You can prevent the backtracking problem by having the player go through a one-way door, but that introduces a new problem. The one-way door needs to be far enough away from the real end of the level that everything has time to load before they reach it. So you basically need a one-way door and a long hallway. (If you make it vast and interesting, you make it monstrously more difficult to stitch the levels together, so this transition area needs to be simple.) asterismW suggested as much in the original question, and it’s true that fifteen seconds of hallway is probably more interesting than fifteen seconds of loading screen. But since we’re also running the game while we’re loading, and the loading is being done in quick furtive actions, it’s going to take a lot longer than fifteen seconds. So we’re comparing a fifteen second loading screen with (say) a fifty second hallway hike. You’ll end up with something like the elevators in the original Mass Effect. Going for a full minute without gameplay is likely to be just as flow-breaking as a loading screen. Worse, actually: In five years the loading screens will be mitigated by improved hardware, but that fifty second walk will always take fifty seconds.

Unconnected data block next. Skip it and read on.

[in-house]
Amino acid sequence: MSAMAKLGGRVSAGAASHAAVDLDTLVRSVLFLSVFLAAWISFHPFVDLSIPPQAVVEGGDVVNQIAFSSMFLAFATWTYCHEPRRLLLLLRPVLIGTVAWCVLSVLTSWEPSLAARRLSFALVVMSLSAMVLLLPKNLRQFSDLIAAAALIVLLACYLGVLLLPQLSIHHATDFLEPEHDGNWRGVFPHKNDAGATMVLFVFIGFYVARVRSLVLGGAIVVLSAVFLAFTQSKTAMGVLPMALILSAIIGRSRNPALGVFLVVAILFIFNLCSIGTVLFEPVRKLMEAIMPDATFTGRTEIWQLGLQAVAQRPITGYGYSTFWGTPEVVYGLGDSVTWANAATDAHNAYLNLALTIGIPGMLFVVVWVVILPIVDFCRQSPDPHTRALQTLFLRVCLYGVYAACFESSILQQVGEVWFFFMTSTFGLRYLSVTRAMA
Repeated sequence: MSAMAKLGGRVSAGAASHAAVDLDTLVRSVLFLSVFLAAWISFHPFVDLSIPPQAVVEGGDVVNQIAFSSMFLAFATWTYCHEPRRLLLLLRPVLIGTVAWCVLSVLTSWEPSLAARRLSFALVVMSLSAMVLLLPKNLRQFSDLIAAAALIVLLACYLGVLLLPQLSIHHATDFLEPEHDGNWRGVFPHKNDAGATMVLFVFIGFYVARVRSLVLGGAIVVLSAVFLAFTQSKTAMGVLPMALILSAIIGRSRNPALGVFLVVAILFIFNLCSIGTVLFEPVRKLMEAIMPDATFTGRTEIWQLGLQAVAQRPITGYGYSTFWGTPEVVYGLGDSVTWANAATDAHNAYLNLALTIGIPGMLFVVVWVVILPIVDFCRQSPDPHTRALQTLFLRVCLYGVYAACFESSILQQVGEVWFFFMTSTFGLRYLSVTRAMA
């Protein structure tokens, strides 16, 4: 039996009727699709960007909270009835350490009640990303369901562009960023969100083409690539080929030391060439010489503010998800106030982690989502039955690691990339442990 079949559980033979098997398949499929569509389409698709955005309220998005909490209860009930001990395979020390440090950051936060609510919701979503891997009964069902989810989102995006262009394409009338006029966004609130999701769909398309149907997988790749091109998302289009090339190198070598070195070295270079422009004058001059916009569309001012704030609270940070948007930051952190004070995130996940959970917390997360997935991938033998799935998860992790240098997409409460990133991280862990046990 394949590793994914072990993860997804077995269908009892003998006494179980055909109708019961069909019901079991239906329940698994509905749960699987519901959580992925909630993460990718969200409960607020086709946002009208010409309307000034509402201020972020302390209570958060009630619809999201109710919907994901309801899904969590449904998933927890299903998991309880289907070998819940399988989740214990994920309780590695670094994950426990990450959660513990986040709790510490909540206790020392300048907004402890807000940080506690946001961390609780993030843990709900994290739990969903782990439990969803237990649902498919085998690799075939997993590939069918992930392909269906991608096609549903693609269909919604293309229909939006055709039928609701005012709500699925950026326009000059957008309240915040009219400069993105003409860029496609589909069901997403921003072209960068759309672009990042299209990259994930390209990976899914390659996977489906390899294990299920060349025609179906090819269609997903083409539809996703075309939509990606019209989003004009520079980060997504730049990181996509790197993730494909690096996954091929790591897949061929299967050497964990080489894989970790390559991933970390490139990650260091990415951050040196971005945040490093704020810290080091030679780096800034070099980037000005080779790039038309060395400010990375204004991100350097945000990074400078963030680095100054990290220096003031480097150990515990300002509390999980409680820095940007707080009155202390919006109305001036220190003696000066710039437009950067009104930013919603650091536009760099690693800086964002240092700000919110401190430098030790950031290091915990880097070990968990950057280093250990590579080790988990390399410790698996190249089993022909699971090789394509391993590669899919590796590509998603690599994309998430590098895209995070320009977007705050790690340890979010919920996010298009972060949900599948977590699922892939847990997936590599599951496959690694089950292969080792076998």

Having said all of this, I’m sure it’s possible to make a first-person game with no loading screens or obvious transition hallways. (Although you might need an airlock now and again.) I think the trick is that you would need to start over and build an engine around the idea of dynamic content, rather than kludging it in to the existing FPS engine paradigm. You’d need to engineer a more open-world engine. This would require different tools and a different production pipeline. It would probably also require some small visual sacrifices. (I can’t say what. I’m not up-to-date on where the performance bottlenecks are in the engines these days.)
Programmers have a term for problems like this: Nontrivial. The term is also used in mathematics, but it has a special meaning in programming. When a manager comes along and asks if you can do X, saying the problem is nontrivial is a way of saying, “Yes, I can do it. It is physically possible, given enough hours. However, it is so difficult or time-consuming that just explaining the parameters of the difficulties would bore you, and actually giving you a time estimate would offend you and cause you to accuse me of incompetence.”